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Published: September 12th 2013
In this world many are in pursuit of the pinnacle of spectator sporting events. Some flock to Wimbledon or Churchill Downs, while others crave the World Cup or perhaps the Super Bowl. Our quest takes us to the charming old west town of Virginia City, Nevada, where the annual camel races take place. Heady stuff this, but throw in some ostrich racing and it becomes jam-packed wall-to-wall excitement that makes the heart pound while the laughs flow freely.
If you are unaware of the charming little town of Virginia City, Nevada we hope to tell you a couple of stories about this small western town that will peak your interest and prompt you to schedule a look-see. Proud of its place on the National Register of Historical Places, this is a small town of 855 people in Storey County Nevada, which only has a total of 4,000 residents. At 6,500 feet in altitude you’ll find some stunning views, colorful sunrises and amazing sunsets. Nevada is one of those great western American states that offer wide-open spaces, a glimpse of small town America and can prove it has a bit of a sense of humor..….more about that in a moment. Storey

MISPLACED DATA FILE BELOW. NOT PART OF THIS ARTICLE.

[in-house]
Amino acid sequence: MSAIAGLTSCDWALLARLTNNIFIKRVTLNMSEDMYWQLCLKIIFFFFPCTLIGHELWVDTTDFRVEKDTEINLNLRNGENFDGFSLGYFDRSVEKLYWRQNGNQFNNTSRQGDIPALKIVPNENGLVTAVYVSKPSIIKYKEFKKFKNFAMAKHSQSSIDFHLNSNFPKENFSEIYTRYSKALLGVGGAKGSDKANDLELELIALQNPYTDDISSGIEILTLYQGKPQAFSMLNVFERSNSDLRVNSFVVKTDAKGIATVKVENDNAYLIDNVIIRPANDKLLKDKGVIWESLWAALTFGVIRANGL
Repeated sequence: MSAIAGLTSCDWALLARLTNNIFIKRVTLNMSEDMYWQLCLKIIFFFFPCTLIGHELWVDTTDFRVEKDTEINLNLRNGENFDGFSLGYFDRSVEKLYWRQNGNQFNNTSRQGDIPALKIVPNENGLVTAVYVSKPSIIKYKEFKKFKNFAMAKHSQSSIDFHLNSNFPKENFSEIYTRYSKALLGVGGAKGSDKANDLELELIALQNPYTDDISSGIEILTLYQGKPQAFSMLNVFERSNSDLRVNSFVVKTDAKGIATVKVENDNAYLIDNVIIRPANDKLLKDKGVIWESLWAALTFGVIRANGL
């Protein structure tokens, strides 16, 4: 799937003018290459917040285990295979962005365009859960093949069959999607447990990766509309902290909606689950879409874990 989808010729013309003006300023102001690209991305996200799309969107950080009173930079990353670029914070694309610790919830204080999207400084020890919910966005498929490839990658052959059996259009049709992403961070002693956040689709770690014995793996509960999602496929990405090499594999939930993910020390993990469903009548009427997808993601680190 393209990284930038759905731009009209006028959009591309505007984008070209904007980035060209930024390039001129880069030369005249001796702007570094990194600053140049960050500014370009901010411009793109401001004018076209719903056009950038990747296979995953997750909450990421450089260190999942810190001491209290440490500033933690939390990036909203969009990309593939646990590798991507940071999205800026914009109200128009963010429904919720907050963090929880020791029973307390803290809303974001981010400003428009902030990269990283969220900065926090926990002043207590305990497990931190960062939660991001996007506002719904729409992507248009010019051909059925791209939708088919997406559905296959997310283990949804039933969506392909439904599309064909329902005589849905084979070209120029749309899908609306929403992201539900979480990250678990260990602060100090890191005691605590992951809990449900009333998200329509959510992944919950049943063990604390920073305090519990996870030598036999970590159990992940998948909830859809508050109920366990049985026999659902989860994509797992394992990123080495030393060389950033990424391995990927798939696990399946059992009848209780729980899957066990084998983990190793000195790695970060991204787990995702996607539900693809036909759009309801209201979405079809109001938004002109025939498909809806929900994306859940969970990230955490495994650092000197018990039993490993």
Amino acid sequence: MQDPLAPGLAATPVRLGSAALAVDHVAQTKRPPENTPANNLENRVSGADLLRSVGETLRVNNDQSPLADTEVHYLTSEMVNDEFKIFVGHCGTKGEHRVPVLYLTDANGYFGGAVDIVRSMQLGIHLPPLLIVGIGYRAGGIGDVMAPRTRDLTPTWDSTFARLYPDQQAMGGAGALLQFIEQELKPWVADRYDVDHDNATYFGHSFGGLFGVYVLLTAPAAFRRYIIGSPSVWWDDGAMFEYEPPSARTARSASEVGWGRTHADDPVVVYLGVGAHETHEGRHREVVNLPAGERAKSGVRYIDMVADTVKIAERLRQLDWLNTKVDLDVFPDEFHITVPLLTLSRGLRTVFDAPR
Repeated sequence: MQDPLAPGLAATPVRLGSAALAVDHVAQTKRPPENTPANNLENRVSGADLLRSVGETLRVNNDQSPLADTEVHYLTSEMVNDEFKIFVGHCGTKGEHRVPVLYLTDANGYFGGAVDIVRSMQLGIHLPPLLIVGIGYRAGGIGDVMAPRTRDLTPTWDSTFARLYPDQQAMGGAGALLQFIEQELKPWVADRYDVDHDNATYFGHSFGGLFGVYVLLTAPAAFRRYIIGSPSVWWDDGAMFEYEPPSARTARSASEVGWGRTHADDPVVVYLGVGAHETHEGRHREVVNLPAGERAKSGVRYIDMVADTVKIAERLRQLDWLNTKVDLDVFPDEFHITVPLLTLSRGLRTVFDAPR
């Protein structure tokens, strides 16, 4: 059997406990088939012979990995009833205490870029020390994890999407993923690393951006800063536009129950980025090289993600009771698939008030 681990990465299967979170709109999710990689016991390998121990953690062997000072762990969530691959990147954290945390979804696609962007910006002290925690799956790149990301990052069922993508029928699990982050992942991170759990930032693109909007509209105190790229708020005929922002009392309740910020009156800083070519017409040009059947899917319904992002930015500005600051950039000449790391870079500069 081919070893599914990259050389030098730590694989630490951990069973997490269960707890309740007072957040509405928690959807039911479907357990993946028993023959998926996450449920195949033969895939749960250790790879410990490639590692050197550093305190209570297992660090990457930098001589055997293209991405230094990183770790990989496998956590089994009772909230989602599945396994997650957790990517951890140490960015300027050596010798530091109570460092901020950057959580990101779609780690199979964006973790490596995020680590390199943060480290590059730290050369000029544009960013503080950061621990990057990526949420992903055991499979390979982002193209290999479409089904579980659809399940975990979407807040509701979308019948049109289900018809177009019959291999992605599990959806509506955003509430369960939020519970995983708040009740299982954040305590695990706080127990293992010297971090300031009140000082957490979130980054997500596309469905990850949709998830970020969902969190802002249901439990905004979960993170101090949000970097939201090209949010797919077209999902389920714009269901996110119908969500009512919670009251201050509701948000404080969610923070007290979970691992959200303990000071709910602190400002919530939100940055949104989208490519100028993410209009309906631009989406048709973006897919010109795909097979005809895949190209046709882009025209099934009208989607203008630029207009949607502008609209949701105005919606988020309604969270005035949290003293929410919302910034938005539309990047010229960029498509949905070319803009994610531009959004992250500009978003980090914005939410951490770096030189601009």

County is also a harbor for the legal purveying of the world’s oldest profession, but Virginia City has none of that….as far as we know.
For you to understand this town it will help for you to have a bit of historical perspective. In 1859, Virginia City was a bit of a boomtown when silver was discovered and of course there was a rush and the town’s population grew to about 30,000 residents. The mining industry has its share of break or bust stories through the decades and this town is chock full of them. The great discovery in this area was known as the Comstock Lode and this part of the country was hopping until 1874 when the silver mines dried up. Like many hard luck mining town stories, this one ended sadly. No mining, no economy and then of course, no people.
One of the most famous people to have inhabited this fine town was none other than Samuel Clemens. In November 1863, over a decade before he became a celebrated author, he was a reporter for the Territorial Enterprise newspaper. As the story goes, one day he was mugged as he was walking over a